The predominant message Thursday in the Little Village community: all hands on deck.
The coronavirus-related city and state shutdowns have had an impact across Chicago, but neighborhoods like Little Village on the city’s Southwest Side are feeling it a littler harder.
The area has a large low-income population and a large population of undocumented residents. It’s a neighborhood that is dependent on local businesses, public facilities and social service organizations, which serve as the connective tissue for the community.
On Thursday, the usually bustling 26th Street corridor, known as Chicago’s busiest retail strip after Michigan Avenue, was quiet. Most shops were closed, but some restaurants were open for carryout and delivery.
The virus has struck a lot of fear into the community because many of the locals are day laborers, have been laid off and don’t have savings. So residents are not only afraid of making next month’s rent, they are worried about where their next meal is going to come from.
Delores Castaneda, who works with the community organization Mi Villita, is working to source donations from charities and large grocers to distribute food to families in need.
“Right now we are sharing food and coordinating with the community to share food with an older population, that population can’t go out,” Castaneda said. “Right now it’s more important to stay home, for those that have lost their job, they can go out and look for a job later.”
The other concern, especially for undocumented immigrants, is what happens if they develop COVID-19 symptoms? Many are afraid to visit doctors or heath care providers for fear of their immigration status being revealed. Community groups and immigration advocates like Enlace are trying to keep them informed, urging them to go to local clinics or the emergency room, where they can’t be denied treatment.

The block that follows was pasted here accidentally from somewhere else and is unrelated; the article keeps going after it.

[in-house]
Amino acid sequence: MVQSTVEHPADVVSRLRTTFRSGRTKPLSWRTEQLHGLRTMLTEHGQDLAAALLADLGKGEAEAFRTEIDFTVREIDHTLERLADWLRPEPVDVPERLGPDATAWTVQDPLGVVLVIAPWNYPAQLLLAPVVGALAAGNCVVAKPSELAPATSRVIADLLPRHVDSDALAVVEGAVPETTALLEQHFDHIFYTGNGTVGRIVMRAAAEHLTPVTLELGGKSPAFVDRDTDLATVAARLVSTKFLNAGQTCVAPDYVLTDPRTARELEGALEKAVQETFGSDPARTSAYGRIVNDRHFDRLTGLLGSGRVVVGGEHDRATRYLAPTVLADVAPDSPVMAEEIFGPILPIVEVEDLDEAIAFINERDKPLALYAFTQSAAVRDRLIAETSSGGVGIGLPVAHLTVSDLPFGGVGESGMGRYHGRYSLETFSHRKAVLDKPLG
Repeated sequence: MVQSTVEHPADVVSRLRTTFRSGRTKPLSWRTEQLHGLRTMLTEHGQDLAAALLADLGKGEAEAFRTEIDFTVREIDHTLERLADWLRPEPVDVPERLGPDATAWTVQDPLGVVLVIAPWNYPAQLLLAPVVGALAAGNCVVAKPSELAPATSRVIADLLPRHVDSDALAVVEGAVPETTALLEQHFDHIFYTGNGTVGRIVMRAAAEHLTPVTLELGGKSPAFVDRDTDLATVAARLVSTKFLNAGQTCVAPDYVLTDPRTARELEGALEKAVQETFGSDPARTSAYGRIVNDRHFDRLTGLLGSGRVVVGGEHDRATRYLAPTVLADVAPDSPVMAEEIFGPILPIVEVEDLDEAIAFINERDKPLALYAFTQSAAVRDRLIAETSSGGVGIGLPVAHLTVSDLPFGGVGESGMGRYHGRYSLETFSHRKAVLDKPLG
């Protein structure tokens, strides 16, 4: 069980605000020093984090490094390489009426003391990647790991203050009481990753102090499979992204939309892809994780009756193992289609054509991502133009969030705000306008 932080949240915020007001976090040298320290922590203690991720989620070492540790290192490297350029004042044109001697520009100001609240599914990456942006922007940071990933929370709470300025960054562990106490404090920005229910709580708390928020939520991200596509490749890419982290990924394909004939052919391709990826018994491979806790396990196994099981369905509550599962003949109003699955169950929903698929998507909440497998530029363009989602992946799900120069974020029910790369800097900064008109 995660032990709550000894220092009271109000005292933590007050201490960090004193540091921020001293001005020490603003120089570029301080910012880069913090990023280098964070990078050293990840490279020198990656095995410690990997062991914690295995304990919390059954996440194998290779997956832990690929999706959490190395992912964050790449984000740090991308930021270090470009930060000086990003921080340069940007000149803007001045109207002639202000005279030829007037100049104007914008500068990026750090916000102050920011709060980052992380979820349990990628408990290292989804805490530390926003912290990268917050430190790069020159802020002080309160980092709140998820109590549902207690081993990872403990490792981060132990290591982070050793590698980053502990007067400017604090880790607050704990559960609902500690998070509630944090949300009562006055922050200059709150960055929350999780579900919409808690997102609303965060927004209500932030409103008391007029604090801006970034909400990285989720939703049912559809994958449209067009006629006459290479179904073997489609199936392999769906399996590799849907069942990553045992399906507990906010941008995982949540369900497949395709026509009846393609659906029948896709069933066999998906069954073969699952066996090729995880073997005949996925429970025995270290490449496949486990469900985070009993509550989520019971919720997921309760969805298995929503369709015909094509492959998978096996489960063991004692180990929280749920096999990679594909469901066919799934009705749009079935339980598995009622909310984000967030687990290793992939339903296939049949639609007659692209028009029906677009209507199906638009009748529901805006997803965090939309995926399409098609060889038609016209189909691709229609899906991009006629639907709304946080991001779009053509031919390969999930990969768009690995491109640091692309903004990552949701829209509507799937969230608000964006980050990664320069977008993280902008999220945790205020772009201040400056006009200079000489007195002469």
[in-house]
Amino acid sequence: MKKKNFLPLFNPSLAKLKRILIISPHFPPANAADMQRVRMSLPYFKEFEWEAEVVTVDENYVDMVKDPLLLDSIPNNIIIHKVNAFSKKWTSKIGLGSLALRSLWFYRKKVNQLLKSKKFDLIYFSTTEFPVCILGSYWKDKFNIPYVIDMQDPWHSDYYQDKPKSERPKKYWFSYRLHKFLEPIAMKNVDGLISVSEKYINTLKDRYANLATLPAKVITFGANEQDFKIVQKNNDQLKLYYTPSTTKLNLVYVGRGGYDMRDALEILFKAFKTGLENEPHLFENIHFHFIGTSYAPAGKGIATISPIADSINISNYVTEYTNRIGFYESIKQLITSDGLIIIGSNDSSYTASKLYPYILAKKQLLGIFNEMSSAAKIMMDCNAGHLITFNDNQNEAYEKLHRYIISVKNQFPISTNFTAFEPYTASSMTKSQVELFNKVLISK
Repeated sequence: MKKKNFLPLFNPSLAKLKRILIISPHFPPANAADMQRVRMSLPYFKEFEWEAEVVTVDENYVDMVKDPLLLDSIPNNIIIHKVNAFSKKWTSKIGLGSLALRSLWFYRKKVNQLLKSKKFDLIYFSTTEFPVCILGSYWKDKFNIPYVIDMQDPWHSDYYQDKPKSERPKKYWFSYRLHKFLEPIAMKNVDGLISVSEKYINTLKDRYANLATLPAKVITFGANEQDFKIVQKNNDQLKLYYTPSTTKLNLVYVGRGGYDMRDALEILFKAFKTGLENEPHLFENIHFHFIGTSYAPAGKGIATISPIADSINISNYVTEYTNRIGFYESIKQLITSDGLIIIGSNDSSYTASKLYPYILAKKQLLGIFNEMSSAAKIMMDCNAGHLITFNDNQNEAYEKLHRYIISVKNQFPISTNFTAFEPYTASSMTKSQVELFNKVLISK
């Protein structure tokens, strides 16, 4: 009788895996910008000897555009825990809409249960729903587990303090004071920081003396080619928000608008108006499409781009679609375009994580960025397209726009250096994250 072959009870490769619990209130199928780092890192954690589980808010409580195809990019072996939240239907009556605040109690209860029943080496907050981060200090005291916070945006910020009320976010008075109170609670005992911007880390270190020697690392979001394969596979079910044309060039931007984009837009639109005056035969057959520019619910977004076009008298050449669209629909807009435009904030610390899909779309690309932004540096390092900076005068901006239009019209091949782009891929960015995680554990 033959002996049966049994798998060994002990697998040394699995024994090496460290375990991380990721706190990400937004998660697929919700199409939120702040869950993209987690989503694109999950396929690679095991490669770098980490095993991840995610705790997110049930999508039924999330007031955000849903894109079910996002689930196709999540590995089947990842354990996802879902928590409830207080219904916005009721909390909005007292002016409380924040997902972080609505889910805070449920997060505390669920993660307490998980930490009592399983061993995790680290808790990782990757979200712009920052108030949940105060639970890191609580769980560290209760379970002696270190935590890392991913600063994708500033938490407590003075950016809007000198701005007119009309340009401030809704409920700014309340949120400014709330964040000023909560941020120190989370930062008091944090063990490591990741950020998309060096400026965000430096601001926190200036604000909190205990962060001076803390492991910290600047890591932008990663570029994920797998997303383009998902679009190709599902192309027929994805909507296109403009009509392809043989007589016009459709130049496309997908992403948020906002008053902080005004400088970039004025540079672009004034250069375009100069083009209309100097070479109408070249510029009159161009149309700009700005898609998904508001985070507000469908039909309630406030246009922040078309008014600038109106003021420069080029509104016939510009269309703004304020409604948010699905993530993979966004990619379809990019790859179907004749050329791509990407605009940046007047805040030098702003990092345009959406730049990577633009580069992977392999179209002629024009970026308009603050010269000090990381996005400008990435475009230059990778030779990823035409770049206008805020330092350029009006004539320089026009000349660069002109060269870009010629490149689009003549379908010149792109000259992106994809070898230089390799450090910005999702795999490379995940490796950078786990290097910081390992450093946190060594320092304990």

“Where can I go? Who is going to service me?” said Enlace organizer Cesar Nunes. “Families are scared and they don’t know where to go and don’t know who’s going to service them even if you go somewhere.”
And because of that uncertainty, the local pharmacy Mexicare has now been thrust to the front lines of the battle over the coronavirus. Because a lot of residents don’t want to or can’t see a doctor, they’re going into the pharmacy to get screened and to get basic information on what to do next.
“It’s time to stand up with this community, with anything this community needs,” said Mexicare owner Jawad Hamdan. “I think patients need a reliable source of information of what’s going on, scientific knowledge to direct them where to go, and people are panicking because they don’t know what to do. So we’re here with information and to direct people.”
Mexciare is just one example of how small businesses in Little Village serve as community anchors. Little Village is the nexus for Mexican Americans all over the region, who come to shop for quinceanera dresses and visit local restaurants like Nueva Leon.
Restaurant owner Laura Gutierez Ramos is part of three generations of Nuevo Leon ownership. She says business has been drastically reduced with delivery-only service. She’s had to lay off staff, but has promised free groceries to all her employees from a market her family also owns.
“I have people doing shifts, alternating and whoever’s not working, we’re giving groceries: $50 for single men, $100 for families,” Gutierrez-Ramos said. ”That’s all there’s left to do, is stick together.”
Follow Paris Schutz on Twitter: @paschutz